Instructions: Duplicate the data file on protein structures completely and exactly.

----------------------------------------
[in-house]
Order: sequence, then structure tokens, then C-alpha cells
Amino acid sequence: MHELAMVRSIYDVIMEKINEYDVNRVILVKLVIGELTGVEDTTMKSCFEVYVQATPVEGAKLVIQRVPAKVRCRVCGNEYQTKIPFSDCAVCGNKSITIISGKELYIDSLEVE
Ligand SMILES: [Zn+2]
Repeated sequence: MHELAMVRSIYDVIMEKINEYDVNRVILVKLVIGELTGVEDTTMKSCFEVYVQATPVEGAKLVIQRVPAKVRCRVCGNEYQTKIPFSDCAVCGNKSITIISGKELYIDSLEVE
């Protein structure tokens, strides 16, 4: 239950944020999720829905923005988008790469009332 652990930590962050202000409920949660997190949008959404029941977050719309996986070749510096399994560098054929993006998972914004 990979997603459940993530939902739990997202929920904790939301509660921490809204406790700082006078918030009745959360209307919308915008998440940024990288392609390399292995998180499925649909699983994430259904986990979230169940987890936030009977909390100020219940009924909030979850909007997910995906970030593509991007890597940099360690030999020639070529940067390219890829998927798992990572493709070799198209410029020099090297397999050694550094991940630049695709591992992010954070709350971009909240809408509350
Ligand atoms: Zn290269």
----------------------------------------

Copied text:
[in-house]
Order: sequence, then structure tokens, then C-alpha cells
Amino acid sequence: MHELAMVRSIYDVIMEKINEYDVNRVILVKLVIGELTGVEDTTMKSCFEVYVQATPVEGAKLVIQRVPAKVRCRVCGNEYQTKIPFSDCAVCGNKSITIISGKELYIDSLEVE
Ligand SMILES: [Zn+2]
Repeated sequence: MHELAMVRSIYDVIMEKINEYDVNRVILVKLVIGELTGVEDTTMKSCFEVYVQATPVEGAKLVIQRVPAKVRCRVCGNEYQTKIPFSDCAVCGNKSITIISGKELYIDSLEVE
């Protein structure tokens, strides 16, 4: 239950944020999720829905923005988008790469009332 652990930590962050202000409920949660997190949008959404029941977050719309996986070749510096399994560098054929993006998972914004 990979997603459940993530939902739990997202929920904790939301509660921490809204406790700082006078918030009745959360209307919308915008998440940024990288392609390399292995998180499925649909699983994430259904986990979230169940987890936030009977909390100020219940009924909030979850909007997910995906970030593509991007890597940099360690030999020639070529940067390219890829998927798992990572493709070799198209410029020099090297397999050694550094991940630049695709591992992010954070709350971009909240809408509350
Ligand atoms: Zn290269």